Méditations hégéliennes vs. méditations cartésiennes
Edmund Husserl and Wilfrid Sellars on the given
The goal of the present text is to analyze some aspects of Husserl's own phenomenology against the backdrop of the quite famous or infamous critique of the "Myth of the Given" proposed by the American philosopher Wilfrid Sellars in his Empiricism and the Philosophy of Mind. Indeed, whereas Sellars' volume is usually deemed the ("textual" and "theoretical") source of what has been recently referred to as the "Hegelian Renaissance" characterizing analytic philosophy, Husserl and his transcendental phenomenology are on the contrary seen as the very expression of a new "form" of "Cartesianism." Now, after a quick discussion of Sellars' "diagnosis' of the Myth of the Given, the present essay elaborates on the general "Hegelian" character of his argumentations (as they are understood by Robert Brandom); finally, an analysis of Husserl's alleged Cartesianism in the late text known as Cartesian Meditations will be provided bearing upon the notions of "evidence" and 'synthesis." As we firmly believe, our remarks will show not only that Husserl does not at all fall prey to the "Myth," but also that his understanding of the concept of reason can help us avoid some of the implications directly flowing from Sellars' position.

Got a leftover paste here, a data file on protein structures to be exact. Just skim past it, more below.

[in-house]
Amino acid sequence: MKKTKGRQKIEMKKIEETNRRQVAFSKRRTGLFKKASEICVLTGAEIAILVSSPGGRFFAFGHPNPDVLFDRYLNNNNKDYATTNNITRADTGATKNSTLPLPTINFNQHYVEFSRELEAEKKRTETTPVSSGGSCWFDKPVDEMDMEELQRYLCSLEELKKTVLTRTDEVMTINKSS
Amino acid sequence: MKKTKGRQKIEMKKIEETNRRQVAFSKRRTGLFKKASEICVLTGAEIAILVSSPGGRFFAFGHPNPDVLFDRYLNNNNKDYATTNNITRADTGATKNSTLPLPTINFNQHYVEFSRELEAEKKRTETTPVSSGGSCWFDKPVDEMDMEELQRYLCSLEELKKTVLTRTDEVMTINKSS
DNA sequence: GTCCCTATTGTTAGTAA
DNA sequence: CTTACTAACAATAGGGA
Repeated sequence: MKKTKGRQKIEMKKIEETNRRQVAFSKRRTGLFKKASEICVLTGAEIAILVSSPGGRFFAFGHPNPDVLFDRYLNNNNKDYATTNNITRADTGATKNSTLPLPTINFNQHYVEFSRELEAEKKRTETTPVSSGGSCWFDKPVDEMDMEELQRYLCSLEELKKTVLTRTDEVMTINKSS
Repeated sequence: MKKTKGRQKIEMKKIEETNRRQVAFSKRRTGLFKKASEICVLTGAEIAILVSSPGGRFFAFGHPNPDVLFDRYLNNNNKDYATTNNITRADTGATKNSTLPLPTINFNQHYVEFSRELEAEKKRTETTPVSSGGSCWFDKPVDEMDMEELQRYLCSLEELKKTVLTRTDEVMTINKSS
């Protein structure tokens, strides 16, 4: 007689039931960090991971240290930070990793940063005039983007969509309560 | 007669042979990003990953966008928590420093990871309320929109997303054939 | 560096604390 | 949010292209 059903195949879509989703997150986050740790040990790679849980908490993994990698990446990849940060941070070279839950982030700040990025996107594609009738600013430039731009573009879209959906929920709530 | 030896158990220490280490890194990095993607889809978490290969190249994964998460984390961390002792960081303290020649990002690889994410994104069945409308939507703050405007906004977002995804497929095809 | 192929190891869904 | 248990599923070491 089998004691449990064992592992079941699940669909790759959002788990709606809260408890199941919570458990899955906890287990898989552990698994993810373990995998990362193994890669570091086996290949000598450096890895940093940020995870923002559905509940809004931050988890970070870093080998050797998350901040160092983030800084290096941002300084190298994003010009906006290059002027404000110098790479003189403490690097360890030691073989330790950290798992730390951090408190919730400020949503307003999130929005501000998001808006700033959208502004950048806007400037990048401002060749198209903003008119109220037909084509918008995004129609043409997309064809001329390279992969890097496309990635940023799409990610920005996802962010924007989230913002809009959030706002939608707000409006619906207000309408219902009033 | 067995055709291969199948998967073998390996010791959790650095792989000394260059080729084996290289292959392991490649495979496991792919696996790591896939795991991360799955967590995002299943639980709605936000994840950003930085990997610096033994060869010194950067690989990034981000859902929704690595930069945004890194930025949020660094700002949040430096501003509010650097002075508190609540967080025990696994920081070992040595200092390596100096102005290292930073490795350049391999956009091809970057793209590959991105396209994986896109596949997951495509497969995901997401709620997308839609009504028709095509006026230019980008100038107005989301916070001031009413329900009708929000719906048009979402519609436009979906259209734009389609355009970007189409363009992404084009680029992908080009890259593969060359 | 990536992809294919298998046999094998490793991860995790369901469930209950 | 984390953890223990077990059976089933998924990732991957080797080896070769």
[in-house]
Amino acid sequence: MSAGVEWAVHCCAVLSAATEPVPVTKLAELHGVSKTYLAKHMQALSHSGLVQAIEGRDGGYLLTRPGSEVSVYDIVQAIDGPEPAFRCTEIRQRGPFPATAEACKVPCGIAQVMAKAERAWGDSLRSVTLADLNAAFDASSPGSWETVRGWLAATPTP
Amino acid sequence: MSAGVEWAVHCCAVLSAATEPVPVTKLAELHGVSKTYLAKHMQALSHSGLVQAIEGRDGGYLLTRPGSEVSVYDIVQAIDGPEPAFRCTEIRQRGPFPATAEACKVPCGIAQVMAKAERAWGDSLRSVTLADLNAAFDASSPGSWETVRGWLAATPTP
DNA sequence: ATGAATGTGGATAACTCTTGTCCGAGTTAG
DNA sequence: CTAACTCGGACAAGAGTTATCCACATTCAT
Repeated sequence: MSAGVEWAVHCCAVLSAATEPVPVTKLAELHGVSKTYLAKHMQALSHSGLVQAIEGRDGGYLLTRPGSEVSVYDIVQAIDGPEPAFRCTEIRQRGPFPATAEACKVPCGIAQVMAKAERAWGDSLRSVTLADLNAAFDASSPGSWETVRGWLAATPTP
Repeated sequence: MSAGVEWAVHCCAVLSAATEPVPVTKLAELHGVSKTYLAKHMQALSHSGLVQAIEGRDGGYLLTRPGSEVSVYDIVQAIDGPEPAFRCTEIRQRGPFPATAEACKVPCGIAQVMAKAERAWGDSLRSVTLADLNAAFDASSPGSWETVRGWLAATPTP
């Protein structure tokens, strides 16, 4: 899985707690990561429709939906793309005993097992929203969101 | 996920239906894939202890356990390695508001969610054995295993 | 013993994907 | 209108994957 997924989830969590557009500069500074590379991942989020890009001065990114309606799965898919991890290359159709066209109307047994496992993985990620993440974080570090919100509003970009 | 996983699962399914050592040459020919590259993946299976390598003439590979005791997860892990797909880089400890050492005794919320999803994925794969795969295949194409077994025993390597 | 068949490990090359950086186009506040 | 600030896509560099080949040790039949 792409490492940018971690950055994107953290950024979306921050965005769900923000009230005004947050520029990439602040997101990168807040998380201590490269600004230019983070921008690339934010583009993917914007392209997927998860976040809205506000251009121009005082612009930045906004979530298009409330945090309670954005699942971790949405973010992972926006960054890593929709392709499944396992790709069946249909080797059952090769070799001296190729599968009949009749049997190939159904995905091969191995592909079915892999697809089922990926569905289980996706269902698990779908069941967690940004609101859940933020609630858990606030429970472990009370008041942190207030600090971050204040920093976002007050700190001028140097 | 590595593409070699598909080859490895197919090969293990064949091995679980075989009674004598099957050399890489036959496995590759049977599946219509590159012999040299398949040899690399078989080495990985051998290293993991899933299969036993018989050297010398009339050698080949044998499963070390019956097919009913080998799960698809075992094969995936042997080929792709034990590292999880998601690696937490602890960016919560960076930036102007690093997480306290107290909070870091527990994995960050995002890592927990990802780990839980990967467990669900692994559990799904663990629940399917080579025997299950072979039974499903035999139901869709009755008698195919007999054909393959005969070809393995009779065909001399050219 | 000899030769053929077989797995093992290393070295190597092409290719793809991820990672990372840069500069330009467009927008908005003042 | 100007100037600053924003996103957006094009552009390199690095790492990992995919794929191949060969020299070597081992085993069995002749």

de Santis, D. (2019)., Méditations hégéliennes vs. méditations cartésiennes: Edmund Husserl and Wilfrid Sellars on the given, in A. Ferrarin, D. Moran, E. Magrì & D. Manca (eds.), Hegel and phenomenology, Dordrecht, Springer, pp. 177-190.
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